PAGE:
Editor's Note: This is from Understanding Equine Preventive Medicine by author and veterinarian Bradford G. Bentz, VMD. The book is available from www.ExclusivelyEquine.com.

Equine influenza is one of the most frequently encountered infectious diseases of horses. It affects the upper respiratory tract, producing illness associated with fever and coughing. There are numerous strains, and the occurrence of outbreaks may be associated with waning immunity of the equine population and emergence of a new strain. The risk of infection increases with horses that live in high-density and high-stress situations such as racetracks, training facilities, boarding stables, breeding farms, and show grounds. Equine influenza is introduced into a group of horses by a symptomatic or asymptomatic horse that is shedding the virus. The virus’ highly contagious nature is facilitated through the spread of the pathogen by coughing or exposure to such objects as contaminated feed buckets or feeding equipment, grooming implements, or tack. The equine immune response is capable, however, of rapidly eliminating the virus. Infection can, therefore, be controlled or prevented from entering a horse population by strict quarantine of new horses for 14 days and by appropriate vaccination. Horses that are infected with an influenza virus shed the organism in the nasal secretions for up to 10 days.

Influenza is highly transmissible and is, therefore, important to consider in the vaccination program of any horse that regularly encounters new horses, is undergoing stressful situations in shipping and/or competitions, or is likely to encounter high-risk situations for disease transmission.

Today there are various manufacturers of equine influenza vaccines. Furthermore, both intramuscular (killed vaccines) and intranasal (modified live) vaccines are now available. The use of killed vaccines in the horse is associated with increases in circulating antibody in the vaccinated animal, but repeated vaccination with certain licensed vaccines of this type has failed to provide protection during outbreaks or reduce the severity of the disease.  This may be related to the fact that these killed-virus vaccines cannot produce a local immune response at the level of infection (the respiratory system mucosa). Furthermore, the circulating antibody produced by the killed vaccines does not appear to be at high or persistent levels. However, these levels appear to be higher than those produced by the modified live vaccine (intranasal), and the killed vaccines are recommended for pregnant mares to facilitate the production of circulating antibody that is subsequently concentrated in the colostrum.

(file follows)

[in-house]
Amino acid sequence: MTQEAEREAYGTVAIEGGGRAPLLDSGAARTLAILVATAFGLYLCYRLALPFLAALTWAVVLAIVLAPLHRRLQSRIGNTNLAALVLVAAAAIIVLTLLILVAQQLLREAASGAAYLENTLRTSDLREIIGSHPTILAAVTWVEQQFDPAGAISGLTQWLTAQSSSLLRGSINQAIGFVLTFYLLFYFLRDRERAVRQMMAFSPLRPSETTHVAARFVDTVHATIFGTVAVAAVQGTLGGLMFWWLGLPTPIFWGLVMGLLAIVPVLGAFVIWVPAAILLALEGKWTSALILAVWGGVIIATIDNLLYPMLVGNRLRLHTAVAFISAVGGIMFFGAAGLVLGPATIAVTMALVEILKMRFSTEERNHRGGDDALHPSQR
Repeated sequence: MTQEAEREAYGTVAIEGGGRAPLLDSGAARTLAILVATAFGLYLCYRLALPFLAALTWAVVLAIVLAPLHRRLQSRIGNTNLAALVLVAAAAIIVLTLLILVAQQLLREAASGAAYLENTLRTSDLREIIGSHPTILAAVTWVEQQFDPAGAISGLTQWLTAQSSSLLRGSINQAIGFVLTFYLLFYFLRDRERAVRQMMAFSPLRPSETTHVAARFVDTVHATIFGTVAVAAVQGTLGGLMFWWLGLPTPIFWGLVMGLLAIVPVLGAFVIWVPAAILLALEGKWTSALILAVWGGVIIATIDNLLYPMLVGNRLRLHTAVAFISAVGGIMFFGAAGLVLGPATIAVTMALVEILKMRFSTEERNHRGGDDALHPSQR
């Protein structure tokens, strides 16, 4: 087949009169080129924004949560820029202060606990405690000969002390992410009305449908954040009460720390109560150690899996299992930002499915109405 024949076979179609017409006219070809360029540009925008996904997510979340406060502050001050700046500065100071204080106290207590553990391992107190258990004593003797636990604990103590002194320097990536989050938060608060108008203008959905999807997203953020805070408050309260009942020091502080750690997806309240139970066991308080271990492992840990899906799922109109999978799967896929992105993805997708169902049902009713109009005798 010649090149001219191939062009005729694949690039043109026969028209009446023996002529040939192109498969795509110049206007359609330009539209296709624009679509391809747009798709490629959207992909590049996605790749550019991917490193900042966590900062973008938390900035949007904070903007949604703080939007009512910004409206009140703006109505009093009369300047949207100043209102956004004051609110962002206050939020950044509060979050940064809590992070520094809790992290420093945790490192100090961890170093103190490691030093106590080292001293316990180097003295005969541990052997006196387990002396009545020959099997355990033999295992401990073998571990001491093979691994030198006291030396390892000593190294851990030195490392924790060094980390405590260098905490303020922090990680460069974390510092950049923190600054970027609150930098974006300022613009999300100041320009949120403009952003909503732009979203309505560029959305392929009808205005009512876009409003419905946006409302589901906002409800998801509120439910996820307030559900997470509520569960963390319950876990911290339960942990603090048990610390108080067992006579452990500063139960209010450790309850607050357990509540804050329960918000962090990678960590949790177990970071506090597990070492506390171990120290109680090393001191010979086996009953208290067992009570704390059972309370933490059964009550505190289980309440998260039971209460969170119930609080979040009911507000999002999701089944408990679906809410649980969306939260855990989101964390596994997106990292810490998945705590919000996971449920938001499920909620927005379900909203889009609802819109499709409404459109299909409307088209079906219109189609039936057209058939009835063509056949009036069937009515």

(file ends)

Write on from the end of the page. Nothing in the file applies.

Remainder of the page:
The levels of circulating antibody in the blood stream--even when there is a lot of it--do not necessarily mean the animal will be protected from the disease, suggesting that local responses in the upper respiratory tract may play an important role in the protection produced by this vaccine.  Therefore, it seems that a major factor in the production of immunity by the intranasal vaccine is the production of the "local" or mucosal immune response--actually to prevent infection by not allowing the virus to enter the body.  The circulating immunity produced cannot function unless the virus is already in the body, and then it is often not effective in preventing clinical signs.  One currently licensed, modified live vaccine (FluAvert I. N., Heska Corp, Fort Collins, Colo.) has received significant support according to the results of published data.  Field experience indicates that this vaccine is effective at preventing influenza.